Five years ago leading figures in the creative industries highlighted a severe skills gap that - if left unchecked - would damage the UK’s position as a world leader in games and visual effects.
The skills gap was a lack of digital creativity brought about by a school curriculum that taught children how to use software but not how to write it. While older generations of creatives had learnt how to programme on computers like the BBC Micro, this generation was poised to fall behind.
In July 2010 Ed Vaizey, Minister for Culture, Communications and the Creative Industries, asked Nesta to work with Ian Livingstone, founder of Eidos, and Alex Hope from the VFX house Double Negative, to produce an independent report which considered how to meet the skills needs of the UK's world-class video games and visual effects industries.
Nesta’s Hasan Bakhshi and Juan Mateos-Garcia led the research, developed the policy recommendations and drafted the 2011 Next Gen. report, which made the case for the reform of the ICT curriculum across UK schools. The recommendations in the report included adding computer science to the national curriculum alongside maths and physics, and introducing a GCSE in computer science in all schools.
Welcoming the findings of the independent review in February 2011, Ed Vaizey said: “This evidence can help government, higher education providers and the games industry to create the right conditions to nurture and develop the skills and talent that the UK needs.”
A Next Gen Skills lobbying campaign was launched - an alliance led by Ukie, a trade body for the UK's games and wider interactive entertainment industries, and driven by the tireless campaigning of Ian Livingstone - and things began to gather momentum. A letter of support for Next Gen’s proposals - put together by the British Computer Society, which had also campaigned for reform of the ICT curriculum, and signed by the likes of Google’s Matt Brittin and entrepreneur Hermann Hauser - was sent to the then Secretary of State for Education, Michael Gove.
The issue was also taken up by former Google CEO Eric Schmidt in his MacTaggart lecture in August 2011, having been briefed by Google officials close to Next Gen:
"Your IT curriculum focuses on teaching how to use software, but gives no insight into how it's made. That is just throwing away your great computing heritage," he said.
Schmidt argued that the UK needed to bring art and science back together, as it had in the "glory days of the Victorian era". His speech was just the backing that Nesta’s Next Gen. report needed to make the government sit up and take notice of the issues it raised.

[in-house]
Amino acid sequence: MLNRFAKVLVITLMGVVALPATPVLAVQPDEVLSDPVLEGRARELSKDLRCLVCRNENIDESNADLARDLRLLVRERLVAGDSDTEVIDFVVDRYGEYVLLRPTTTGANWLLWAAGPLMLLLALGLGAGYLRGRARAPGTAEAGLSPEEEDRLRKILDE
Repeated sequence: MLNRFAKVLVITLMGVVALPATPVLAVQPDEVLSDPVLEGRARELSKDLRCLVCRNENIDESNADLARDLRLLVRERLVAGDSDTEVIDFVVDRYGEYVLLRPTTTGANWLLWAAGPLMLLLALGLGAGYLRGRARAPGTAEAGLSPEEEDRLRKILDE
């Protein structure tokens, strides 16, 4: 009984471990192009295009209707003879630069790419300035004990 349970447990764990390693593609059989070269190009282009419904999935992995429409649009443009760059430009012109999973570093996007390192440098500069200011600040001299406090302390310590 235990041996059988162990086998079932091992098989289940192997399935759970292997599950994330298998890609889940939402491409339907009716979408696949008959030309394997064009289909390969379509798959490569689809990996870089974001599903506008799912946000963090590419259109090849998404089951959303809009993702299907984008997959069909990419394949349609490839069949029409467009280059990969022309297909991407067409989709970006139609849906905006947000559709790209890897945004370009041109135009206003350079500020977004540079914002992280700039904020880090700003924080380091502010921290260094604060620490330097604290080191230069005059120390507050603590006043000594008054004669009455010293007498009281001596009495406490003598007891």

In November 2011, speaking to the BBC in London's Tech City, David Cameron admitted that the government was "not doing enough to actually teach the next generation of programmers."
Then in January 2012, The Royal Society produced a report calling for ICT in schools to be replaced by three distinct new subjects: digital literacy, computer science and information technology.
In the same month, in a speech to the BETT edtech trade fair, Michael Gove announced that the school ICT curriculum needed a radical shake-up. He said that the curriculum had left children, "bored out of their minds being taught how to use Word and Excel by bored teachers." The Department for Education proposed a “dramatic change” which would see “11-year-olds able to write simple 2D computer animations,” and that “by 16 they could have an understanding of formal logic previously covered only in university courses and be writing their own apps for smartphones."
Working with major examination bodies and organisations such as the British Computer Society and the Royal Academy of Engineering, as well as high–tech companies like Google and Microsoft, a new programme of study was in the pipeline: bringing a revised curriculum to ensure computer science was at the heart of computing in schools at every level.
In 2013, the curriculum finally changed. And in 2014, the UK’s leading visual effects, animation and games employers joined forces to create the Next Gen Skills Academy to help young people to become the digital workforce of the future.
Since its report launched five years ago, Next Gen has influenced policy, rallied industry and galvanised educators to improve computer science teaching.
The story is proof of the importance of building a rigorous evidence base on which to formulate policy, and the power of partnerships in affecting policy change. It has paved the way for a new generation of coders to reclaim our great computing heritage.
But it doesn’t stop there.
In 20 years’ time many IT-related jobs will be automated, whereas the majority of creative IT-related jobs will not be. Digital creativity is one of the key skills we need to teach our children now so they can have good jobs in the future.
Nesta has been working on a number of projects to widen the scope of our Next Gen work to focus on these broader skills. Initiatives such as our Digital Makers Fund and our online platform Make Things Do Stuff, which let young digital makers upload and share their digital creations, have all opened up a space for thinking about broader digital creativity.
Understanding and manipulating digital technology is one of the keys to creative expression, social inclusion and a strong economy. Young people want these skills, parents are overwhelmingly supportive and we want making with technology to become as accessible an activity as making music or making food.